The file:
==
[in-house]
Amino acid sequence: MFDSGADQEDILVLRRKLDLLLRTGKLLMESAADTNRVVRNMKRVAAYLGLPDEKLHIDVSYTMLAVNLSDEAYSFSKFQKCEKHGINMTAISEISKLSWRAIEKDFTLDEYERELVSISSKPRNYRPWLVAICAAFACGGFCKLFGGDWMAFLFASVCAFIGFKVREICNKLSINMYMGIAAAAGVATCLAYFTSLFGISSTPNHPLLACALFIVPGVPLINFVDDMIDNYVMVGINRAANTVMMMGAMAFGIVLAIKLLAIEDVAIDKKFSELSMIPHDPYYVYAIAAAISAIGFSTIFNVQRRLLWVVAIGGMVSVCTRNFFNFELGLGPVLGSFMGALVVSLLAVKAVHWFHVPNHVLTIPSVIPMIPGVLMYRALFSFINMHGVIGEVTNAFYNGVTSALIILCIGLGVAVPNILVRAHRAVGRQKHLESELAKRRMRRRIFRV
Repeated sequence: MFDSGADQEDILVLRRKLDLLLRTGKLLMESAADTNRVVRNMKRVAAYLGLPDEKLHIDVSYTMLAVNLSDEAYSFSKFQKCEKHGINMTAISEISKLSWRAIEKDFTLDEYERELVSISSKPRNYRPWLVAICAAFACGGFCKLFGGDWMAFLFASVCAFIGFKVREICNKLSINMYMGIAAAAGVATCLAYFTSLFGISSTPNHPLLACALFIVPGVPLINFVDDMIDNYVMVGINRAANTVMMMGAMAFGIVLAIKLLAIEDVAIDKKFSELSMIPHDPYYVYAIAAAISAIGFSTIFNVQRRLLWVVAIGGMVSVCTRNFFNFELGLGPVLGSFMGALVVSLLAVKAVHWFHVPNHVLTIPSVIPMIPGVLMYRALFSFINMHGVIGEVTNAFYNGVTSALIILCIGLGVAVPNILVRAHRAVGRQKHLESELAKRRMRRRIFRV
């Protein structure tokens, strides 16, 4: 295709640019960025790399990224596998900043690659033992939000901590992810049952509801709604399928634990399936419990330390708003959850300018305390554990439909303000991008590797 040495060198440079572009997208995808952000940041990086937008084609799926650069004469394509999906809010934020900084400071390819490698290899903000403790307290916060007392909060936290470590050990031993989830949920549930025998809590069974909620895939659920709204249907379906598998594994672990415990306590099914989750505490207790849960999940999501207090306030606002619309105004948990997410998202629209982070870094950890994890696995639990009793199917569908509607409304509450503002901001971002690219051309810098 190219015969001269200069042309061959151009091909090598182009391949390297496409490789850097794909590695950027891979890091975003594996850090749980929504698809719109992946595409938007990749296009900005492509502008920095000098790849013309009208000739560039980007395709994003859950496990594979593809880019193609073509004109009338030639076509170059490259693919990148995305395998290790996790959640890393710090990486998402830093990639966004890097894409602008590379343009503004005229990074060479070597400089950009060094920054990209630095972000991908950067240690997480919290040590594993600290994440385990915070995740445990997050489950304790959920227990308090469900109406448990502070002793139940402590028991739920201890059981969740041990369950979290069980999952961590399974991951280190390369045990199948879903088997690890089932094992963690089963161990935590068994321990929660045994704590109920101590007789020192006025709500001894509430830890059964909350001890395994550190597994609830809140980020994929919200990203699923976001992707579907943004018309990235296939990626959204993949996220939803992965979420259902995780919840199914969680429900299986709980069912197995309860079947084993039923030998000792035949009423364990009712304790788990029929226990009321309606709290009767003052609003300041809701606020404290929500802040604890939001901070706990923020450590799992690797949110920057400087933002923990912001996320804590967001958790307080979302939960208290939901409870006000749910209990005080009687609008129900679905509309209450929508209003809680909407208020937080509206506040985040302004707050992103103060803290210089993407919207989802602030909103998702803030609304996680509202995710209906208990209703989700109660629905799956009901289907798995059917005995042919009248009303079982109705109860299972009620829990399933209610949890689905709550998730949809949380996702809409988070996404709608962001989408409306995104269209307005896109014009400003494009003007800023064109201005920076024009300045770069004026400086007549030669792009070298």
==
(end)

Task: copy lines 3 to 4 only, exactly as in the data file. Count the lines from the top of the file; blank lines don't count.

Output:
Repeated sequence: MFDSGADQEDILVLRRKLDLLLRTGKLLMESAADTNRVVRNMKRVAAYLGLPDEKLHIDVSYTMLAVNLSDEAYSFSKFQKCEKHGINMTAISEISKLSWRAIEKDFTLDEYERELVSISSKPRNYRPWLVAICAAFACGGFCKLFGGDWMAFLFASVCAFIGFKVREICNKLSINMYMGIAAAAGVATCLAYFTSLFGISSTPNHPLLACALFIVPGVPLINFVDDMIDNYVMVGINRAANTVMMMGAMAFGIVLAIKLLAIEDVAIDKKFSELSMIPHDPYYVYAIAAAISAIGFSTIFNVQRRLLWVVAIGGMVSVCTRNFFNFELGLGPVLGSFMGALVVSLLAVKAVHWFHVPNHVLTIPSVIPMIPGVLMYRALFSFINMHGVIGEVTNAFYNGVTSALIILCIGLGVAVPNILVRAHRAVGRQKHLESELAKRRMRRRIFRV
């Protein structure tokens, strides 16, 4: 295709640019960025790399990224596998900043690659033992939000901590992810049952509801709604399928634990399936419990330390708003959850300018305390554990439909303000991008590797 040495060198440079572009997208995808952000940041990086937008084609799926650069004469394509999906809010934020900084400071390819490698290899903000403790307290916060007392909060936290470590050990031993989830949920549930025998809590069974909620895939659920709204249907379906598998594994672990415990306590099914989750505490207790849960999940999501207090306030606002619309105004948990997410998202629209982070870094950890994890696995639990009793199917569908509607409304509450503002901001971002690219051309810098 190219015969001269200069042309061959151009091909090598182009391949390297496409490789850097794909590695950027891979890091975003594996850090749980929504698809719109992946595409938007990749296009900005492509502008920095000098790849013309009208000739560039980007395709994003859950496990594979593809880019193609073509004109009338030639076509170059490259693919990148995305395998290790996790959640890393710090990486998402830093990639966004890097894409602008590379343009503004005229990074060479070597400089950009060094920054990209630095972000991908950067240690997480919290040590594993600290994440385990915070995740445990997050489950304790959920227990308090469900109406448990502070002793139940402590028991739920201890059981969740041990369950979290069980999952961590399974991951280190390369045990199948879903088997690890089932094992963690089963161990935590068994321990929660045994704590109920101590007789020192006025709500001894509430830890059964909350001890395994550190597994609830809140980020994929919200990203699923976001992707579907943004018309990235296939990626959204993949996220939803992965979420259902995780919840199914969680429900299986709980069912197995309860079947084993039923030998000792035949009423364990009712304790788990029929226990009321309606709290009767003052609003300041809701606020404290929500802040604890939001901070706990923020450590799992690797949110920057400087933002923990912001996320804590967001958790307080979302939960208290939901409870006000749910209990005080009687609008129900679905509309209450929508209003809680909407208020937080509206506040985040302004707050992103103060803290210089993407919207989802602030909103998702803030609304996680509202995710209906208990209703989700109660629905799956009901289907798995059917005995042919009248009303079982109705109860299972009620829990399933209610949890689905709550998730949809949380996702809409988070996404709608962001989408409306995104269209307005896109014009400003494009003007800023064109201005920076024009300045770069004026400086007549030669792009070298």